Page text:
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Kim Philby: The Unknown Story of the KGB's Master-Spy [Hardcover]

Tim Milne
3.6 out of 5 stars  See all reviews (17 customer reviews)
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Book Description

27 Feb 2014
Kim Philby, the so-called Third Man in the Cambridge spy ring, was the Cold War's most infamous traitor, a Soviet spy at the heart of British intelligence. Philby joined Britain's secret service MI6 during the war and went on to head the section tasked with rooting out Russian spies before becoming the service's chief liaison officer with the CIA. He betrayed hundreds of British and US agents to the Russians and compromised numerous operations inside the Soviet Union. Tim Milne was Philby's closest and oldest friend. They studied at Westminster School together and when Philby joined MI6 he immediately recruited Milne as his deputy. Philby's treachery was a huge blow to Milne and, after he retired, he wrote a highly revealing description of Philby's time in the secret service. Publication of the memoirs was banned by MI6 but, after Milne's death in 2010, his family were determined that this insider's account of the Philby affair be published. Edited to include newly released top-secret documents showing how the KGB's master spy managed to fool MI6 even after he defected to Moscow, this is the final word on one of the world's most notorious spies by the MI6 colleague who knew him best, the insider account of the Philby affair that Britain's spy chiefs did not want you to read.

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Product details

  • Hardcover: 304 pages
  • Publisher: Biteback Publishing (27 Feb 2014)
  • Language: English
  • ISBN-10: 1849546991
  • ISBN-13: 978-1849546997
  • Product Dimensions: 3.2 x 16.5 x 24.1 cm
  • Average Customer Review: 3.6 out of 5 stars  See all reviews (17 customer reviews)
  • Amazon Bestsellers Rank: 198,549 in Books (See Top 100 in Books)

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The demons which drove the proudly English Kim Philby to betray his country, its people and especially his MI6 colleagues have never before been so intimately examined and explained. A fascinating look into the mind of a tragic figure by his oldest and closest friend. --Chapman Pincher, author of Their Trade Is Treachery and Dangerous To Know

A fascinating, very personal account of Philby's treachery from his SIS colleague, teenage travelling companion and schoolboy friend who was left utterly betrayed. This is a unique insight from an insider. --Nigel West, author of The Crown Jewels and Operation Garbo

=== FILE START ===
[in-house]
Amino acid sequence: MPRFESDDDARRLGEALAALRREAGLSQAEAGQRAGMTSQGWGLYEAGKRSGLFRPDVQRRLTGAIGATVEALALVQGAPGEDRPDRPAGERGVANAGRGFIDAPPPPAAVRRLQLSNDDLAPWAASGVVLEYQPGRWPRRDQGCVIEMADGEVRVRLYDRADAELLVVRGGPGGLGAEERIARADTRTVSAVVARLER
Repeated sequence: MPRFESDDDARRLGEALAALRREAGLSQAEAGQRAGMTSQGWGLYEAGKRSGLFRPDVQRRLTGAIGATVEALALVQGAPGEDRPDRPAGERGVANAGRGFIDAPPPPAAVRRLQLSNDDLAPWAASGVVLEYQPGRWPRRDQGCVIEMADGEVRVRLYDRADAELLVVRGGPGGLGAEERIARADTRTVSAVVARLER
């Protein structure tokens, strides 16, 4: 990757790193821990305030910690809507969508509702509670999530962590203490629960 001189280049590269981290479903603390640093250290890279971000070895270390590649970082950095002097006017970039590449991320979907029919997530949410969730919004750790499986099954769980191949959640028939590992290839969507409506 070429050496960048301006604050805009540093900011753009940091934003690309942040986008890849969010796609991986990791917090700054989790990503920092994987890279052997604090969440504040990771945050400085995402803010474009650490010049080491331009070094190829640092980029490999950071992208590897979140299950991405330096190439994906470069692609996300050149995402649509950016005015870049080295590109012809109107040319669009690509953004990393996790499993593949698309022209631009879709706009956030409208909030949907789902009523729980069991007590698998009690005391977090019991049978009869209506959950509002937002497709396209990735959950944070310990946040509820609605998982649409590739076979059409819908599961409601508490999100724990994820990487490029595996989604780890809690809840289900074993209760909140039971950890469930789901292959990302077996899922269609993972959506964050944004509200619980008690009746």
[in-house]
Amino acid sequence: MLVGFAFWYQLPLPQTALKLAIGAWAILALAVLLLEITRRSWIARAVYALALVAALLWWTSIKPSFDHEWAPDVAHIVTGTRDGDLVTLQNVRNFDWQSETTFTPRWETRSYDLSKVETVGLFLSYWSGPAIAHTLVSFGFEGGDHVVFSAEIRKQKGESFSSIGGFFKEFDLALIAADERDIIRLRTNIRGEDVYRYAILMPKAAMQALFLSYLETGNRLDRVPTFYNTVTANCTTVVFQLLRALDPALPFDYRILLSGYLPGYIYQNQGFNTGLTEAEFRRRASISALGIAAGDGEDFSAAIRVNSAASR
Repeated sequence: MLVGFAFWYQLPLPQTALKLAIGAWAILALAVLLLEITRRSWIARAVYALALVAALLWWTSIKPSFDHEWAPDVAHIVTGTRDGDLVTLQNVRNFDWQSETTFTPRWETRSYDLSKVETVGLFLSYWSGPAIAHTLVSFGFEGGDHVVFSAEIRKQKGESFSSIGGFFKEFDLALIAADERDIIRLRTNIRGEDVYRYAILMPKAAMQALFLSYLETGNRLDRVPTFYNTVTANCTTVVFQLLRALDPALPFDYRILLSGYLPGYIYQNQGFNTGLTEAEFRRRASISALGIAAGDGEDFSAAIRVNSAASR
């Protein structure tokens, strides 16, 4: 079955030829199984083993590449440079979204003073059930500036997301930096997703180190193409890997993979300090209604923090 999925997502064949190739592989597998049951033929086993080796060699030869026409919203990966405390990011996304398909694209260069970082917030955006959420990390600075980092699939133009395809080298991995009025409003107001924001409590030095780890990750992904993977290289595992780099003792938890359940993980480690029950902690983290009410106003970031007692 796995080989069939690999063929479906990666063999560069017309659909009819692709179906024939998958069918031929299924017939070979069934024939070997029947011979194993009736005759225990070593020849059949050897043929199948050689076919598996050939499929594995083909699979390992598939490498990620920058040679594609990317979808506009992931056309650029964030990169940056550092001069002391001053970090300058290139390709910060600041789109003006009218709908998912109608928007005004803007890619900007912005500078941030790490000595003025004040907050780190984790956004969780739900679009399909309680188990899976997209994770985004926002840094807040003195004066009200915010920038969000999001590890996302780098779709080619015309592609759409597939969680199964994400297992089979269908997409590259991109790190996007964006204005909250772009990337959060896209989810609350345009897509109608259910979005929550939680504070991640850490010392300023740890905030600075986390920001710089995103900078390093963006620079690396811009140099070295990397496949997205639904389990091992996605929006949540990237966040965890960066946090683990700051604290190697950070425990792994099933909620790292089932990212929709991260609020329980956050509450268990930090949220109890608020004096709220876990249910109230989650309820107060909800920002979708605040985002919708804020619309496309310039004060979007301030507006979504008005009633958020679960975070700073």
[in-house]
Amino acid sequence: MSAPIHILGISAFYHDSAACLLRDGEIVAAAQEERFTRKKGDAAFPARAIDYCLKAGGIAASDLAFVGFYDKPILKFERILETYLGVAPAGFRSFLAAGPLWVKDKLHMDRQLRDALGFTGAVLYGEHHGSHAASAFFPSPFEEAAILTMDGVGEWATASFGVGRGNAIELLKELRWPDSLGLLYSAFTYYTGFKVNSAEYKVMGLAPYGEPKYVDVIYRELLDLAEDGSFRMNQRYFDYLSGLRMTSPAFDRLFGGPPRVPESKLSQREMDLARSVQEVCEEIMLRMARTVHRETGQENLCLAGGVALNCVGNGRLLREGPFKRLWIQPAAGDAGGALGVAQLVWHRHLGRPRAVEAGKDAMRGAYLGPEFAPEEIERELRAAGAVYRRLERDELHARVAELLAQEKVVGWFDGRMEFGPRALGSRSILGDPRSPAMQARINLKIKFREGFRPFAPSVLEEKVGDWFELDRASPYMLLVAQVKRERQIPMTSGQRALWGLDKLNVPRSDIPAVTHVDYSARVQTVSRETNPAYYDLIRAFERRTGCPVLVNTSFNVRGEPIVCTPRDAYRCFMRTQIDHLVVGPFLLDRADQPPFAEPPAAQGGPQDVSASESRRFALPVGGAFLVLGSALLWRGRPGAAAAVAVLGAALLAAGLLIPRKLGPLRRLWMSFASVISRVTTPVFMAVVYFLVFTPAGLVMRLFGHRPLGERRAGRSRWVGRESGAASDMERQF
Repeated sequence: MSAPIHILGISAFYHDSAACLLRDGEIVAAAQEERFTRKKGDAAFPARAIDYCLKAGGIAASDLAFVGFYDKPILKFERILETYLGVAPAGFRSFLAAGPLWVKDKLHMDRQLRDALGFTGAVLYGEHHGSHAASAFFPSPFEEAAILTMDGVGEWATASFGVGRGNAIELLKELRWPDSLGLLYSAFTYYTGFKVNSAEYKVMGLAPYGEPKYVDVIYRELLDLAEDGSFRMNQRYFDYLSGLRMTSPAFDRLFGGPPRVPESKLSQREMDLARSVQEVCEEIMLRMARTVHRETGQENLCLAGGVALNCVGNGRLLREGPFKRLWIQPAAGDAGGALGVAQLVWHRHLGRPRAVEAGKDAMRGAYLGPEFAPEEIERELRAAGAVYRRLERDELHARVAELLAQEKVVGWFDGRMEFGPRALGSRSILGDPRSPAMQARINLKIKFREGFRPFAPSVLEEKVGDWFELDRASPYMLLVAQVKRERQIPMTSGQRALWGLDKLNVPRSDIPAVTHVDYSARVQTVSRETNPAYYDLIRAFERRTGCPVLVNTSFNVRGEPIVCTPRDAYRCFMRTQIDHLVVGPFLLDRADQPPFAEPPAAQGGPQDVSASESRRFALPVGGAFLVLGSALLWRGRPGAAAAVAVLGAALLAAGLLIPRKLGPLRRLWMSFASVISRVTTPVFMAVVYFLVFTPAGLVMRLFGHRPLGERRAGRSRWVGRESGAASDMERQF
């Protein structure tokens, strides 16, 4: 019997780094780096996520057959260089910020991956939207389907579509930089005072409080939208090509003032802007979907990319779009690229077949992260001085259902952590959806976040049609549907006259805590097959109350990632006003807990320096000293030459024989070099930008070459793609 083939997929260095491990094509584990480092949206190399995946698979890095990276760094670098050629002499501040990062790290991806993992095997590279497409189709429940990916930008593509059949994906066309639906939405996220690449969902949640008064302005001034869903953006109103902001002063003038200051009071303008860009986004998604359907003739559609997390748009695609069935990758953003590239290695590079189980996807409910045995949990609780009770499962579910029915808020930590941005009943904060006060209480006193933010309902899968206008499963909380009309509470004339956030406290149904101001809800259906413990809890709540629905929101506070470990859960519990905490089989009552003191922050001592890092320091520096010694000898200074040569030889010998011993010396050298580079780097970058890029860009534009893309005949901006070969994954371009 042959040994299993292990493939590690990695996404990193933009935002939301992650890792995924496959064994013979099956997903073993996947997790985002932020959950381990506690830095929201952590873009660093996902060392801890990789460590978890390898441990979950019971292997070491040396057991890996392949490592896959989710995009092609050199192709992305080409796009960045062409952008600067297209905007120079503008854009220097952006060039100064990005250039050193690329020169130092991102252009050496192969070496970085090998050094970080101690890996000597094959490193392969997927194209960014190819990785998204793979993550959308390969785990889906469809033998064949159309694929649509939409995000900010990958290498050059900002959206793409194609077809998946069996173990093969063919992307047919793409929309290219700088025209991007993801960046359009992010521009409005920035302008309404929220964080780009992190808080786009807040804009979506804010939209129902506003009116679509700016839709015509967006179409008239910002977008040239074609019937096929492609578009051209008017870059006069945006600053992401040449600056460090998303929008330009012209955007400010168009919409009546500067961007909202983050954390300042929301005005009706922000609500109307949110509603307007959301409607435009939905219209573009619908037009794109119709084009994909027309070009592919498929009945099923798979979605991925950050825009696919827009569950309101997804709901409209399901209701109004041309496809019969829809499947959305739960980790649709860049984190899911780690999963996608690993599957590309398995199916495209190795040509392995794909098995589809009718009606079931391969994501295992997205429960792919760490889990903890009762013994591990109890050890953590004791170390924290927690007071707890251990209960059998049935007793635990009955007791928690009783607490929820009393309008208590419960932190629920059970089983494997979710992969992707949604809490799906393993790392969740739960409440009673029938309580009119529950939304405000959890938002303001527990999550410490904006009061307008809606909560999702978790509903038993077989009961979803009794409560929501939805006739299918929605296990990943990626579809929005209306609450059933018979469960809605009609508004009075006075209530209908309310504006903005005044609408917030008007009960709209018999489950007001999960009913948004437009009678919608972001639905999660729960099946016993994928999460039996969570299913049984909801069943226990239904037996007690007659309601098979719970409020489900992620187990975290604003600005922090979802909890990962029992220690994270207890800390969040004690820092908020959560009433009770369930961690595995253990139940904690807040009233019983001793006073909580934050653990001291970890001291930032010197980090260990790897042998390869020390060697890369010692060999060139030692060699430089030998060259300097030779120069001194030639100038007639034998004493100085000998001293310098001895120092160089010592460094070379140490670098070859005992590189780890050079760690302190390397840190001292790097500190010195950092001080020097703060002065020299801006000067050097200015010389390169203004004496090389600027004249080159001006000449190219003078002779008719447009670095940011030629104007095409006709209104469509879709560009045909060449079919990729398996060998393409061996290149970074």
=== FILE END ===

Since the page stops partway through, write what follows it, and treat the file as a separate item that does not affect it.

Elegant and rich in detail, it provides intriguing glimpses of the man who would become the 20th century's most notorious British spy and traitor. --Mail On Sunday

An often intimate portrait of the Third Man, candid in its assessments. --The Telegraph

[Milne] explains one of the most enduring mysteries surrounding the notorious Soviet spy. --The Guardian

There are some good anecdotes here - the cricketing recollections are Milne's - and some interesting suggestions that Philby wasn't such a big boozer as he's usually cracked up to be. Was this a pretence too? Yet what stands out above all is just how little bitterness Milne felt. --John Preston, Daily Mail

Milne's account of Philby is full of delightful trivia, but there is personal insight too. --Edward Wilson, The Independent

Tim Milne's finely written and refreshingly unhysterical book... Milne gives fascinating and revealing accounts of his friend's behaviour and attitudes. It might seem that by now Philby as a subject had been done to death, but as these two books amply illustrate, he is still a source of fascination and wonderment. --John Banville, The Guardian

The book offers a fascinating glimpse of the charismatic Philby. --William Chislett, El Imparcial

A workmanlike, honest account that unpeels a lifetime's friendship with the man whose treachery cost thousands of lives. --Ben Felsenburg, Metro

There are some good anecdotes here - the cricketing recollections are Milne's - and some interesting suggestions that Philby wasn't such a big boozer as he's usually cracked up to be. Was this a pretence too? Yet what stands out above all is just how little bitterness Milne felt. --John Preston, Daily Mail

About the Author

Ian Innes Tim Milne CMG OBE, nephew of A. A. Milne, was born in Brentford in 1912. He won a King's Scholarship to Westminster School and then read Classics at Christ Church, Oxford. In 1934, he became a copywriter with the advertising agency S. H. Benson, working on a number of accounts, including Guinness, Kodak, Bovril and Colman's mustard. He was commissioned into the Royal Engineers in 1940 and in October 1941 recruited into MI6 by his childhood friend Kim Philby. Milne continued to work in MI6 until 1968, serving in Iran, Germany, Switzerland, Japan and Hong Kong. After leaving MI6, he became a senior clerk in the House of Commons. He retired in 1978 and subsequently wrote these memoirs but, due to an MI6 ban on the book, he never saw them published. Milne died in 2010.

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Customer Reviews

Most Helpful Customer Reviews
5 of 5 people found the following review helpful
4.0 out of 5 stars But What Was He Like? 26 April 2014
I suppose that most historians of my age are aware of most of the life and activities of Kim Philby. Whatever he did and for whatever reasons it appears that he was almost universally liked and admired until his dismissal from MI6 and eventual defection. I think that few people could understand how such an apparently honourable man could act in such a deceitful fashion which led to the deaths of others he had not even met.